Yet Another Pattern Question

So, I think this pattern is just not written all that well. Knitters who have years of experience on me were having trouble deciphering the first part of the pattern. I even had one sit with me, read the instructions out loud to me, watch me as I do it, and go, “What the he–?” when we reached the end and the stitch count was wrong. Looking back on that first part — now that I understand it — I can think about ten ways it could have been written more clearly. So this is where I’m coming from.

Now on the piece of the pattern that is currently trying my patience. This is for the earflap of a hat. The pattern is written:

Cont to work back and forth in garter st as follows:
[B]Inc row 1 (RS)[/B] Sl1, (k1,yok1) in next st, purl—5 sts. Knit next row.

Got that.

Inc row 2 (RS[/B]) Sl1, k1, m1, [I]k to last 2 sts[/I], end M1, k1, p1 – 7 sts. Knit next row. Rep last 2 rows 4 times more, then inc row 2 once, end with RS row --17 sts. Place sts on holder.

The italicized part is where I’m having trouble. I have 5 sts on my needles to start with. So, I:

stitch 1 — slip
stitch 2 — knit
stitch 3 – knit one, make one (+1)
stitch 4 --???
stitch 5—???

There are only two stitches left! How do I “Knit to the last two stitches” if there are only two stitches? Am I supposed to return the stitch 3 stiches to the left needle, then knit those two, and then return to the rest of the pattern?

For those playing at home, this is number 9 in [I]60 Quick Knits: 20 Hats, 20 Scarves, 20 Mittens in Cascade 220[/I]

Thanks again.

This row is meant to be repeated (I bet that’s what it says next) so don’t worry about the ‘knit to last 2 sts part’ for this row since that’s what you’ve got left, that’s just how they worded it to be repeated. Just m1, knit and purl and you’re done. Then go on to the next row.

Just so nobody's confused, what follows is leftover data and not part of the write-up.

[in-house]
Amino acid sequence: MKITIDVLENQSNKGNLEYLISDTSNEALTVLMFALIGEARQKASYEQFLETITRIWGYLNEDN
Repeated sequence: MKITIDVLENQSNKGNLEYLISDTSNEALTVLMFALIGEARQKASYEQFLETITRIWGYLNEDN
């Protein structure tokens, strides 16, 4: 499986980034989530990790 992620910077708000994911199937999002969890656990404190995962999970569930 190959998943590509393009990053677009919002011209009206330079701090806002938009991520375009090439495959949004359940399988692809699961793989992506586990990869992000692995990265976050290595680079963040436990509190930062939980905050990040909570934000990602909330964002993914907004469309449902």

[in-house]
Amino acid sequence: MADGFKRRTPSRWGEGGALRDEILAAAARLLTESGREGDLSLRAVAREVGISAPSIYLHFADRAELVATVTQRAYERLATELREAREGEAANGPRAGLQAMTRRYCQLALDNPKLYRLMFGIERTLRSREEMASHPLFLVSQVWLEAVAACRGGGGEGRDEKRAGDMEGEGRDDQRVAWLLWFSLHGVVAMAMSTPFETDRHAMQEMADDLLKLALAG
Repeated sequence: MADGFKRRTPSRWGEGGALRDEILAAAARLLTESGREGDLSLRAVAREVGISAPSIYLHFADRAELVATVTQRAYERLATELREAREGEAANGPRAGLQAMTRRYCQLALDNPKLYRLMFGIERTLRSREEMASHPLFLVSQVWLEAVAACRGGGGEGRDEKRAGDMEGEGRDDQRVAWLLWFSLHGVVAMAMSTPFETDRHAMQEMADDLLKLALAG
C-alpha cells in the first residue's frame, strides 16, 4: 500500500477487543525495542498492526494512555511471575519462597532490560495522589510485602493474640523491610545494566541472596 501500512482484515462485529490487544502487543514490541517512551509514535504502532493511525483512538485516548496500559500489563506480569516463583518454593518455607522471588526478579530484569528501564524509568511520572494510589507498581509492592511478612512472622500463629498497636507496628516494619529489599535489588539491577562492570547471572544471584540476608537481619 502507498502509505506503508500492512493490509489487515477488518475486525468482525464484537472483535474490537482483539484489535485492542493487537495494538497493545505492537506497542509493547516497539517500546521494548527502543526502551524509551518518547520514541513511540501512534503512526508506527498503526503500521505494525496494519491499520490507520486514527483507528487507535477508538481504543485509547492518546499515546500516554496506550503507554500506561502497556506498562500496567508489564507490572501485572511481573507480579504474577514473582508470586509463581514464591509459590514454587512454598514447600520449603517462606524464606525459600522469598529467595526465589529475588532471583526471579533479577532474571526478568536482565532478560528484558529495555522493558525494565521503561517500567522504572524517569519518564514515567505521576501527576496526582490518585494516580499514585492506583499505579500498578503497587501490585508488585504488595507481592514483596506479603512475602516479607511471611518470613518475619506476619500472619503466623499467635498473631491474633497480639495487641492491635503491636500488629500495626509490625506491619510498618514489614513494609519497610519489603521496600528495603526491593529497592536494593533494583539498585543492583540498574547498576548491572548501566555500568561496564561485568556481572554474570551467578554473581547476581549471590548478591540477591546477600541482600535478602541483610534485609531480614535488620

Inc row 2 (RS) Sl1, k1, m1, k to last 2 sts, end M1, k1, p1 – 7 sts.
These instructions work over 5 stitches and produce 7 just like the pattern says they do.

The problem you may be having is that you are using the wrong increase. It calls for a M1 which is an increase that makes a stitch between stitches and doesn’t eat into the stitch count at all. You can use the inc where you lift the strand of yarn running between the left and right needles and knitting it so that it twists. This is found in the free videos on this site under “increases”. There are two different ones that slant left or right. Look for M1R (also called M1B) and M1L (also called M1F) Or you can use a simple backward loop over the right hand needle, this is the first increase on the increase page.

When you use a M1 between stitches you have:
st 1: slip
st 2: knit
M1 between stitches
st 3: knit (after this st you still have 2 left, so you k to last 2)
M1 between stitches
st 4: knit
st 5: purl
Now you have 7. :thumbsup:

That may be the case with the increase instructions, but the last pattern I did that involved the same row being increased multiple times was just so much clearer. That pattern was written something like:

Row 1 instructions, end with k1, p1
Repeat row four times, knitting to last two stitches, end w k1 p1

So effectively, they wrote the multiple increase row with the knit to last 2 stitches indicated separately, which AVOIDED THIS CONFUSION!!!

Also, given the problems in reading the earlier part of this pattern, I’m really not sure that M1 is referring to increasing between the stitches. Previously, there were increase rows where the writer intended for the stitches to be increased in [I]one stitch[/I], but no one read it that way because it wasn’t clear. So based on that, I really am not positive she is using M1 the way you guys are reading it. I’m sure how you’re reading it is right normally, but this writer seems…not to be using abbreviations correctly…

Yes, some writers use m1 to mean increase, but is there a guide to stitches for the pattern that explains which she means? If you do m1, the row comes out correctly though, not if you use kfb. But it was written so future rows could say ‘repeat R 2’ when there were more sts involved where the ‘knit to last 2 sts’ could be 3 or 5 sts. The fact this doesn’t have extra sts to knit can be ignored and just do the last 2 sts.